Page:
Primary duties: Electricians work in the trade to instal, repair and assess electrical fixtures and equipment. An electrician works with wires, circuits and various machinery to test their effectiveness and make sure they're safe to use. They have knowledge of electronics and power tools and follow health and safety rules throughout their work. An electrician assesses electrical problems residentially or as part of a team on a construction site. An electrician also assists with fitting sockets and lighting fixtures.

Related: What is construction project management? Tools and stages

6. Scaffold builder

National average salary: £35,102 per year

Primary duties: Scaffold builders are tradespeople who work to erect pieces of scaffolding around buildings for other builders to work from. This role requires huge amounts of physical strength to constantly move and lift heavy pieces of metal scaffolding and equipment. They also have an eye for detail and knowledge of safe construction to ensure they build all fixtures properly, without danger to other employees. Scaffold builders also deliver and drop off pieces of scaffolding at different locations, instal guard rails and place planks of wood for secure walking around the scaffolding.

7. Site manager

National average salary: £42,039 per year

Primary duties: Site managers are responsible for running the staff on a construction site. They take charge to head up the planning and operations of a development and ensure a construction project runs smoothly and keeps within production deadlines. Site managers also are responsible for maintaining a level of safety on the site for all tradespeople. A site manager also has good communication and interpersonal skills.

8. Carpenter

National average salary: £42,528 per year

Primary duties: Carpenters focus on the building and construction of wooden structures and home fittings. Carpenters need knowledge of construction practices and quick maths skills for structure measurements and fittings. Carpenters regularly use a range of tools and machinery to build their wooden fixtures. For example, hammers for implementing nails. Carpenters work as part of a larger team on construction sites. They create wooden features for new homes. This role also helps with residential decors, like putting up shelves and placing floorboards.

Related: How much does a bricklayer apprentice make? (with FAQs)

Benefits of pursuing a trade within construction

Here are some of the main benefits of pursuing a trade within the construction sector:

Good pay

One of the main advantages for people to work in the construction trade is the high rate of pay than other career paths. Due to the amount of labour these roles typically require and the long days and hours, many construction careers compensate well. It also serves as steady work, with holiday pay when employed. If you work in a trade self-employed, there's no limit to the amount of money you can make from your trade.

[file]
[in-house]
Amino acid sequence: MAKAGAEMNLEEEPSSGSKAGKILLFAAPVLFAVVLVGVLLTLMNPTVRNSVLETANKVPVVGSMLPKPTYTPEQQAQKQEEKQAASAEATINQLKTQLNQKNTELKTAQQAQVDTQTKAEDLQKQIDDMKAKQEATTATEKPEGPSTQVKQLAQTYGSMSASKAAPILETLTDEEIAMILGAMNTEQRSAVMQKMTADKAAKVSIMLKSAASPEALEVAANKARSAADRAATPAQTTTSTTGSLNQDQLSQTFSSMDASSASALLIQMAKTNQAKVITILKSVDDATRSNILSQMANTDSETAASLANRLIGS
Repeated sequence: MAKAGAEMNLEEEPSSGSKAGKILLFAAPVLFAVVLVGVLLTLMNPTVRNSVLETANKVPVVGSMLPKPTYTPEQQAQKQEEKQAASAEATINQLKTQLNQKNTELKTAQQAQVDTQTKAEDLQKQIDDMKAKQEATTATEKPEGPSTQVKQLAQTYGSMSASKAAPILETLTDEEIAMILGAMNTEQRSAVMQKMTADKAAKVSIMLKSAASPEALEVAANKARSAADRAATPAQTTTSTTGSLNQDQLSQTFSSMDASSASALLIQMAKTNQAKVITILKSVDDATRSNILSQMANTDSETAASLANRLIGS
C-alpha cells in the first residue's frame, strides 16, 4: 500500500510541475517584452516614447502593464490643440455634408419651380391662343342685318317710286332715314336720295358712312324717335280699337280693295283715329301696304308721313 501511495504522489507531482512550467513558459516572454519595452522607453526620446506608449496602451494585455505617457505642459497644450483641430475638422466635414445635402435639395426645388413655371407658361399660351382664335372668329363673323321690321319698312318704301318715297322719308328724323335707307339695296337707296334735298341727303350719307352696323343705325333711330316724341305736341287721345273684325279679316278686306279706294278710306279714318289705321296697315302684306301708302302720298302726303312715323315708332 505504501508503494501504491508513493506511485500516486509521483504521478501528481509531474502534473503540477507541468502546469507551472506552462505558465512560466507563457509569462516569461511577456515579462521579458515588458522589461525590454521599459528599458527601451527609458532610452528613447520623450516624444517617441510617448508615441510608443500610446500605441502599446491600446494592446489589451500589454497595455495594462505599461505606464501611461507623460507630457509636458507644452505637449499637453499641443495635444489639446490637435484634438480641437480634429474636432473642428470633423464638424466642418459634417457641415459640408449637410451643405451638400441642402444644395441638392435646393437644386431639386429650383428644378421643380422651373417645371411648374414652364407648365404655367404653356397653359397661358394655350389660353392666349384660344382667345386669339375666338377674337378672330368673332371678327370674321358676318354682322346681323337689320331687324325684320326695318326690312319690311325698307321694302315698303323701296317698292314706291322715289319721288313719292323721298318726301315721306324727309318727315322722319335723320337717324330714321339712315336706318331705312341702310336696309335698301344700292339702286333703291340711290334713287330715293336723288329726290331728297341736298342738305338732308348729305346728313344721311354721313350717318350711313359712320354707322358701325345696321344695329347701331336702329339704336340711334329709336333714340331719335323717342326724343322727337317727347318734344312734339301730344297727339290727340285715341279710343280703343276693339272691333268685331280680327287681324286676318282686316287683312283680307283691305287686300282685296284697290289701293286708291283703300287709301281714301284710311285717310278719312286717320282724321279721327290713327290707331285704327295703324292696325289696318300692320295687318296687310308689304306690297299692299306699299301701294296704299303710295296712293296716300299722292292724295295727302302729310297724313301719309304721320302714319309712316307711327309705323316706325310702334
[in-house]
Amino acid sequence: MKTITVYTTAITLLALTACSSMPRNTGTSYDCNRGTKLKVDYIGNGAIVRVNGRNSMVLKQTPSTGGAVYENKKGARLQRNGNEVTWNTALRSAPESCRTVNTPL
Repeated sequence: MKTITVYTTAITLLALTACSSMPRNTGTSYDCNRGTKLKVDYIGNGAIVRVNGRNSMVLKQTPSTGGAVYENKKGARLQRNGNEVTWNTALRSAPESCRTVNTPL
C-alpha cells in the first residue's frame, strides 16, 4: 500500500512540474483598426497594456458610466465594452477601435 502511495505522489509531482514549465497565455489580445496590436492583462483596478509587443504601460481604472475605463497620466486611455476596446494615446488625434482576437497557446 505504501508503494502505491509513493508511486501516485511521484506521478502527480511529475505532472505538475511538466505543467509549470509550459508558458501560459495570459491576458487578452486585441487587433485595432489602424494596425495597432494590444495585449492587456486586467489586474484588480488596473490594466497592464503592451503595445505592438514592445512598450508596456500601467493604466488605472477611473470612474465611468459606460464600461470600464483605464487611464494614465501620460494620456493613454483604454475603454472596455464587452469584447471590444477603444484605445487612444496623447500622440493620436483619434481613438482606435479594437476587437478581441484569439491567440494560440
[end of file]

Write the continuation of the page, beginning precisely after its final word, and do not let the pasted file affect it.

Physical fitness

No matter which construction trade you work in, there's a focus on manual labour. For example, heavy lifting and keeping on your feet for long hours. Though it can be tiring work, roles in construction help to keep you physically and mentally strong. You simply can't maintain this amount of regular exercise from an office job.

Related: A guide to earning a construction management degree

Low requirements

Unlike many career paths, these trades require relatively little formal education or qualification. GSCEs at a minimum are advantageous, but as long as you can show you're fit and strong enough to work, you can apply for many manual labour roles. Some more specialised trades like electricians require qualifications or study through something like an apprenticeship.


One of the great parts about working in a construction trade is the ability to work as part of a team. You also get the chance to integrate with a variety of construction employees on larger projects, like housing developments. Working as a team helps to boost a construction employee's motivation and morale and form a positive and collaborative atmosphere.

Related: 10 high paid construction jobs and their responsibilities

Location diversity

Those working in these trades typically work in a variety of locations and have no fixed location, unlike you would working in an office. You're likely to be working on projects that are at different locations. Once a construction project is complete, you move on to the next elsewhere. This variety of work environments means you don't feel stagnant or confined within your role or trade.

Salary figures reflect data listed on Indeed Salaries at time of writing. Salaries‌ ‌may‌ ‌‌vary‌‌ ‌depending‌ ‌on‌ ‌the‌ ‌hiring‌ ‌organisation‌ ‌and‌ ‌a‌ ‌candidate's‌ ‌experience,‌ ‌academic‌ background‌ ‌and‌ ‌location.‌